Jesus was at Bethany visiting the house of Simon, who had a skin disease. During dinner, a woman came in with a vase made of alabaster and containing very expensive perfume of pure nard. She broke open the vase and poured the perfume on his head. Some grew angry. They said to each other, “Why waste the perfume? This perfume could have been sold for almost a year’s pay[a] and the money given to the poor.” And they scolded her.

Jesus said, “Leave her alone. Why do you make trouble for her? She has done a good thing for me. You always have the poor with you; and whenever you want, you can do something good for them. But you won’t always have me. She has done what she could. She has anointed my body ahead of time for burial. I tell you the truth that, wherever in the whole world the good news is announced, what she’s done will also be told in memory of her.”

The Gospel According to Mark 14:3-9 – CEB

During this season of Lent I’ve been blessed to be in a small study group going through the story of Jesus’ last week according to the Gospel of Mark. It’s been a blessing for two reasons. First, I’ve been able to participate and receive, not having a solitary piece of responsibility for anything except my fidelity to the weekly reading. And second, like any good study, it’s forced me to read deeply, prayerfully think about the text, and allow the words to permeate my interpretation of the world around me.

The story of woman and her expensive nard perfume is rich with potential meaning and interpretation. One particular thread has been dangling in my mind since I encountered it a few weeks ago. I’ve been struck by the angry reaction of the disciples to this unnamed woman’s action. In particular, it’s been hard to ignore how practical and reasonable they are being!

We are rapidly approaching General Conference 2012. While every General Conference brings its own series of important issues to discuss the agenda items this time around seem particularly ambitious. Multiple restructuring plans, each with the potential to bring sweeping change to the way the denomination organizes itself, threaten to overshadow other topics. It’s not hard to imagine that proposals, like one set to fundamentally alter the system of guaranteed appointments, could be passed or defeated without the serious reflection it might normally receive.

While I am sure that we feel that all of these topics are really important, this story from Mark causes me to pause and wonder if we aren’t being too much like the disciples. You might be inclined to say, “I thought we were supposed to like the disciples” and you’d be right. But an observer of Mark’s gospel also knows that the disciples never seem to get Jesus as their own plans and ambitions get in the way. The disciples are very practical but they fail repeatedly to understand that their primary responsibility as disciples is to watch and listen.

In contrast the woman has been watching and listening. It’s unlikely that she has any insider information; the text certainly doesn’t suggest as much. But it is very clear that she has been paying attention and acts in a way that Jesus recognizes as appropriate.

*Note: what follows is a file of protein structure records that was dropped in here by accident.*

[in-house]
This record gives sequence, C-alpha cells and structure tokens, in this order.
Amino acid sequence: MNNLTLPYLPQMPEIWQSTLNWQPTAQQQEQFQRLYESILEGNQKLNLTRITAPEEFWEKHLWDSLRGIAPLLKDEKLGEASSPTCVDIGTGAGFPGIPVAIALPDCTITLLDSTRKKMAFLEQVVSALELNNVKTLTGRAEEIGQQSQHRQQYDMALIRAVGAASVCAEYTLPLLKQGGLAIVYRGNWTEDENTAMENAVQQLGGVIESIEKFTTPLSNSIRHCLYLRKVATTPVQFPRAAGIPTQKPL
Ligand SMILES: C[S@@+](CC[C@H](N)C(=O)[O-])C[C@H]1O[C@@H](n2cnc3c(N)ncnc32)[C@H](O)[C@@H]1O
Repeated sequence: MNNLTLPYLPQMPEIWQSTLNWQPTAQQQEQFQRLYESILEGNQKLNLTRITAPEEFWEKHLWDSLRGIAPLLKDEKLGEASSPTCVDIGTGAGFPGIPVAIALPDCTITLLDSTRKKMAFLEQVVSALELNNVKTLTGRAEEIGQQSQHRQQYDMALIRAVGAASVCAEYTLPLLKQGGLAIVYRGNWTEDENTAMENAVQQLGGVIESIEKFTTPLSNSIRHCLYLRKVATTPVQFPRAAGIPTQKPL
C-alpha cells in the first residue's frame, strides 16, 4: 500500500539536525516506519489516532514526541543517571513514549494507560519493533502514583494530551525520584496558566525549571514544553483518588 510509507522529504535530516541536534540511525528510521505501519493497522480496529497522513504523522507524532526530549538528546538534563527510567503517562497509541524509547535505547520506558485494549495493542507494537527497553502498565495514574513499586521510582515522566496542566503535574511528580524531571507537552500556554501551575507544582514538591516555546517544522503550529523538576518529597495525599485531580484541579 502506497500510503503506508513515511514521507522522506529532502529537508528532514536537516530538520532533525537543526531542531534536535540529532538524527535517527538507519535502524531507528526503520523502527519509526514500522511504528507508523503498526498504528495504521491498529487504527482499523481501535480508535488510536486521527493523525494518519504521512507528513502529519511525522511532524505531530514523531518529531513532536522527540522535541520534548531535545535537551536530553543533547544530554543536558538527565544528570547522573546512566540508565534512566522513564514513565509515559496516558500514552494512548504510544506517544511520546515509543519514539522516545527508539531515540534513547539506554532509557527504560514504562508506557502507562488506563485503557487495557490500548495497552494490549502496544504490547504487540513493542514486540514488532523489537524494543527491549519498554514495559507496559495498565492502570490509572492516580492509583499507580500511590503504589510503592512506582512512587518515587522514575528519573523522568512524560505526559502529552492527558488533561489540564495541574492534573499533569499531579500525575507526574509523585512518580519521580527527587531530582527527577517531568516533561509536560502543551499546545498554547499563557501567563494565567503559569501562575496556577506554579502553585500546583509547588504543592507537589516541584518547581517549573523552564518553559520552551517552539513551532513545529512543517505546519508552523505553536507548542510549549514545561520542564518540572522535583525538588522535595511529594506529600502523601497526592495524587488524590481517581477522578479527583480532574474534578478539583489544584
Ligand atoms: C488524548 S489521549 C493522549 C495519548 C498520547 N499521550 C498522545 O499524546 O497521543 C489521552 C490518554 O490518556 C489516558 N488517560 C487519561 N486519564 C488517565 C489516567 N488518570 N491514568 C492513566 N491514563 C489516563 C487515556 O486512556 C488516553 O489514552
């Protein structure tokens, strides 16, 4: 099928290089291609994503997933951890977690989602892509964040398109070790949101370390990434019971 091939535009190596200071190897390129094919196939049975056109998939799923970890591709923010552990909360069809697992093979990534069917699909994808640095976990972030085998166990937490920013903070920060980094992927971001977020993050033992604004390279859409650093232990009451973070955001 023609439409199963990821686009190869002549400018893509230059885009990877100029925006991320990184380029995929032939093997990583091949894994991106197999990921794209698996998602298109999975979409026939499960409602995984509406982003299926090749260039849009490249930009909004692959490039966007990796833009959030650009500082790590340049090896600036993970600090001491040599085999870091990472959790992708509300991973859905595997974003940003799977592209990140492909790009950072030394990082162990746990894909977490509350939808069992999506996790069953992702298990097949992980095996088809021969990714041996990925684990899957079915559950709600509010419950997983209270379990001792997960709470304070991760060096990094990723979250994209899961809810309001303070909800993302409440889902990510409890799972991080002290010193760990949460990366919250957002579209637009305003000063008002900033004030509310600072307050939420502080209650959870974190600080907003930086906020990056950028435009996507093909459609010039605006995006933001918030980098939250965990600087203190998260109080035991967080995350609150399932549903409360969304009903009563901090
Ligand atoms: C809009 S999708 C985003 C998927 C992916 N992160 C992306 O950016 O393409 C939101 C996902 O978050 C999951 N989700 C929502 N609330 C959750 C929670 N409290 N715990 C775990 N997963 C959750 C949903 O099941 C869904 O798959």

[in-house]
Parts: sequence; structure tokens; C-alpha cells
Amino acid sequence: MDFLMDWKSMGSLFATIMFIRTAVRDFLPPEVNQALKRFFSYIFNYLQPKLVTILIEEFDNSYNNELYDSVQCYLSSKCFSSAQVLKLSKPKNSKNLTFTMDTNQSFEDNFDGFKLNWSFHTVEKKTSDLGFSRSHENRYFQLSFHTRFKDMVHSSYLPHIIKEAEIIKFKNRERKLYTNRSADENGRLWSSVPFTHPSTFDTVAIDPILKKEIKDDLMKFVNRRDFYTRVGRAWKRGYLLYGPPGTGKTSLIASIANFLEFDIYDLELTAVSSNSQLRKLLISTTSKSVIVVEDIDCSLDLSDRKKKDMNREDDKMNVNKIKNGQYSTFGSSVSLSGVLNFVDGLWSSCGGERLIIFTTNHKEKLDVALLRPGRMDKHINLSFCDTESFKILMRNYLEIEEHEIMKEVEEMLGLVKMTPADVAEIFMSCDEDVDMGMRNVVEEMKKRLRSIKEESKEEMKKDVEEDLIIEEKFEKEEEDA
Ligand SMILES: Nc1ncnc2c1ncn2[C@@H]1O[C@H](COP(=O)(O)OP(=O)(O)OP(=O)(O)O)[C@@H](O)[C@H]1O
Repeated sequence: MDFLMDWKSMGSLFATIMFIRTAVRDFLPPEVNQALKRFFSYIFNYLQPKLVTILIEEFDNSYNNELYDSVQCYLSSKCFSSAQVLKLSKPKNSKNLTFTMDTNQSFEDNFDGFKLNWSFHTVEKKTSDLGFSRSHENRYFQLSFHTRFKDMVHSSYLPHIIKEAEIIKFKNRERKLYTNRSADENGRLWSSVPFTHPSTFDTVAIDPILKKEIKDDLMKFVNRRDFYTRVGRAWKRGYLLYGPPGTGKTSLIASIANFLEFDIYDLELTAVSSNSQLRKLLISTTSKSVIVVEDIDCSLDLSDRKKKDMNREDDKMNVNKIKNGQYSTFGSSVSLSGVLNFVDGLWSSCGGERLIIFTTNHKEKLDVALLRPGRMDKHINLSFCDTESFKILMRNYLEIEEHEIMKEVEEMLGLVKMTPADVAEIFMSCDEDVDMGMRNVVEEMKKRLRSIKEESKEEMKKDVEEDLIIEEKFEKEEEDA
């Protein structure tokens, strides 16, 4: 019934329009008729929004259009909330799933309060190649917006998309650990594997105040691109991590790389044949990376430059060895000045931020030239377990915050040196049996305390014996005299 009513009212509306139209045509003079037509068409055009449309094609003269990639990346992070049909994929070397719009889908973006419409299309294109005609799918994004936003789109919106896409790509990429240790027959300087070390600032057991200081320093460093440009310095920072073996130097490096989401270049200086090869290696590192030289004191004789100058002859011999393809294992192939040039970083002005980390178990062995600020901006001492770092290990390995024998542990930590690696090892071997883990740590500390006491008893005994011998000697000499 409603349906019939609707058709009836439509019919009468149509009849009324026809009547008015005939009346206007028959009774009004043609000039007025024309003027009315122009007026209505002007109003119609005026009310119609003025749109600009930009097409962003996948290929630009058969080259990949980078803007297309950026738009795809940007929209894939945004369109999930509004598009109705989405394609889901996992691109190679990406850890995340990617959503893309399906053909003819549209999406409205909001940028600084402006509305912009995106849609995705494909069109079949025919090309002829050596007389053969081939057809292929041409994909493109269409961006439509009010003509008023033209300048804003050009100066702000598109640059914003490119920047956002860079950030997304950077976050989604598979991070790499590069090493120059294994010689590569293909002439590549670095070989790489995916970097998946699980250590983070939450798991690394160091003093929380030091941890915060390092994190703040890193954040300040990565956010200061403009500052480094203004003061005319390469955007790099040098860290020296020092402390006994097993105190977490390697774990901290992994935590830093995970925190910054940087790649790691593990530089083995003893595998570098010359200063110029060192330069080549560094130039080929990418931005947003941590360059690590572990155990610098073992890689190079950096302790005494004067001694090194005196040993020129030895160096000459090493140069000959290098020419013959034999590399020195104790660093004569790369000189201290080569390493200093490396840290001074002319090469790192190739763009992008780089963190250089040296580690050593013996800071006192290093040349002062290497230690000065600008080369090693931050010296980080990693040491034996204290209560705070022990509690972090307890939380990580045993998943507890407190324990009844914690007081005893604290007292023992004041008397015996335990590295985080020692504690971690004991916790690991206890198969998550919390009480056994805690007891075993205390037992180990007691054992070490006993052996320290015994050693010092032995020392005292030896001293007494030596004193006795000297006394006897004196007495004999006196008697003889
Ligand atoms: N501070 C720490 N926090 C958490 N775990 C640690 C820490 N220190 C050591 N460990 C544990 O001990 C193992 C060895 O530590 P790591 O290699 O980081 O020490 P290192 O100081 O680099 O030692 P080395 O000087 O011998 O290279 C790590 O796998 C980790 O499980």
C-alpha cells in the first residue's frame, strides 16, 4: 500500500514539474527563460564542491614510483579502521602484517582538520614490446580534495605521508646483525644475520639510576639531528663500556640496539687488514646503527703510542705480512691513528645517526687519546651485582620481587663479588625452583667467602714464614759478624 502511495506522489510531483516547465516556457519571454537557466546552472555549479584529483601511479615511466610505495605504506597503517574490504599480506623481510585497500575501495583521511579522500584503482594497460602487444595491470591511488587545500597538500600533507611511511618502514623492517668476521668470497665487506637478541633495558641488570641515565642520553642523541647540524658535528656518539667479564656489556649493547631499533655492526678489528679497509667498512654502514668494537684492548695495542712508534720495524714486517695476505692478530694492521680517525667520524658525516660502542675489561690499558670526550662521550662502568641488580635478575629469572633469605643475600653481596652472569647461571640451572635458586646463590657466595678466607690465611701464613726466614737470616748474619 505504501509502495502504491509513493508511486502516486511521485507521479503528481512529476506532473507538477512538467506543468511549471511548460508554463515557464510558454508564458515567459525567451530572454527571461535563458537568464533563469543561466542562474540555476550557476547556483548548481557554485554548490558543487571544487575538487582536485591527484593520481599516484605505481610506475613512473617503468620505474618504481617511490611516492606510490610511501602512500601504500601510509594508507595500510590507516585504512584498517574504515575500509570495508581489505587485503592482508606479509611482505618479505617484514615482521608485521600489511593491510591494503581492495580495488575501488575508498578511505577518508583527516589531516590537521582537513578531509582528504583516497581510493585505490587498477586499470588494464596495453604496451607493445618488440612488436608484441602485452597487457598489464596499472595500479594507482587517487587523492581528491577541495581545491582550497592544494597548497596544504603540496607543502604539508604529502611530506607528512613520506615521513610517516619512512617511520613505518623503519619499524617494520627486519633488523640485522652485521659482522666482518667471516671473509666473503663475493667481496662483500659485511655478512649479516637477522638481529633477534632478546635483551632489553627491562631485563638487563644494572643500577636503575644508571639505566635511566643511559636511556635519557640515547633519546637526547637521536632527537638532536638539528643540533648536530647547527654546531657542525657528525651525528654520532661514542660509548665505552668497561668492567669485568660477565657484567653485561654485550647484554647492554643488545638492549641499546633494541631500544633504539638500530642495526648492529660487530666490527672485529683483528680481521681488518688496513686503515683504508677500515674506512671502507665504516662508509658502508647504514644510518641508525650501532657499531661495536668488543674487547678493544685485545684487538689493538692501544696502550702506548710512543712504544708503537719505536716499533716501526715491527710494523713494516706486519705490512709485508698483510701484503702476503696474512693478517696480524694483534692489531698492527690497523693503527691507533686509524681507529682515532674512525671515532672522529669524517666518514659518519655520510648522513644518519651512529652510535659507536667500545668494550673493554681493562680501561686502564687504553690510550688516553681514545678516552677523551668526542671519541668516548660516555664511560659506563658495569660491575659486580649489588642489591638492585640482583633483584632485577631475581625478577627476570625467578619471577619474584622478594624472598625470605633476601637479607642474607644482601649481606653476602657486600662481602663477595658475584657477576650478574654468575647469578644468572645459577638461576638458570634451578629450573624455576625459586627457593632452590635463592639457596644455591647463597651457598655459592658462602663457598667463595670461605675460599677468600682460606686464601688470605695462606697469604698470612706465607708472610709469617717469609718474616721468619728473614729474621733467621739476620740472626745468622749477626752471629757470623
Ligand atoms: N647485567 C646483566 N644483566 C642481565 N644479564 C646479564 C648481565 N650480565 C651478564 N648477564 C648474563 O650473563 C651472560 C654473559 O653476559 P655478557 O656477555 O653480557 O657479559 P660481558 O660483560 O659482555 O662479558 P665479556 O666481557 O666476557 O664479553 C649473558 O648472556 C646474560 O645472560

As the denomination approaches General Conference, and as each of us arrives at the end of Holy Week, I wonder what role we will play in this story. Will we be the disciples with all their plans, so practical and reasonable? Or will we be the woman with her jar of nard, watching and listening as a true disciple should, before acting as her informed heart directed?

All this leaves us with some additional questions.

When Jesus isn’t physically in the room with us, how do we watch and listen? While I suspect we’ll have a better chance of meeting Jesus if we spend less time thinking about self-preservation and regaining the vitality and influence of former years, I certainly don’t know that to be true. I pray that amidst the many conversations and considerations, delegates are also able to hear and listen for the needs of younger and more diverse people, groups we struggle to reach who have such gifts to bring to forward God’s kin(g)dom for all.

Finally, what is the metaphorical jar of nard that we might offer before God; to break open and foolishly waste because we have listened to Jesus and chosen to forgo all of our very practical and reasonable planning? The woman’s perfume was worth an entire year of wages; her response was a bold, sacrificial thing.

It was a risk, not an experiment.

Are we a church that could even consider doing such a thing? And if our answer is no, are we the church that truly belongs to Jesus?

If you are like me, you’ll be an observer when General Conference rolls around but I hope you don’t feel that lets you off the hook. True change rarely trickles down — it bubbles up. Regardless of what the General Conference may or may not decide about this or that issue, our local churches and the people that fill them are the ultimate ‘deciders.’ If we choose to listen deeply, move boldly toward change, and risk the things we value most to respond as Jesus would to injustice, I suspect we can still be broken open to expose a most valuable perfume worthy of our crucified king.

May you ever be foolish and completely impractical when it comes to sharing God’s love!

Hallelujah, Christ is Risen!

Patrick Scriven
Associate Director of Connectional Ministries with Young People, Communications
Pacific Northwest Conference of the United Methodist Church •

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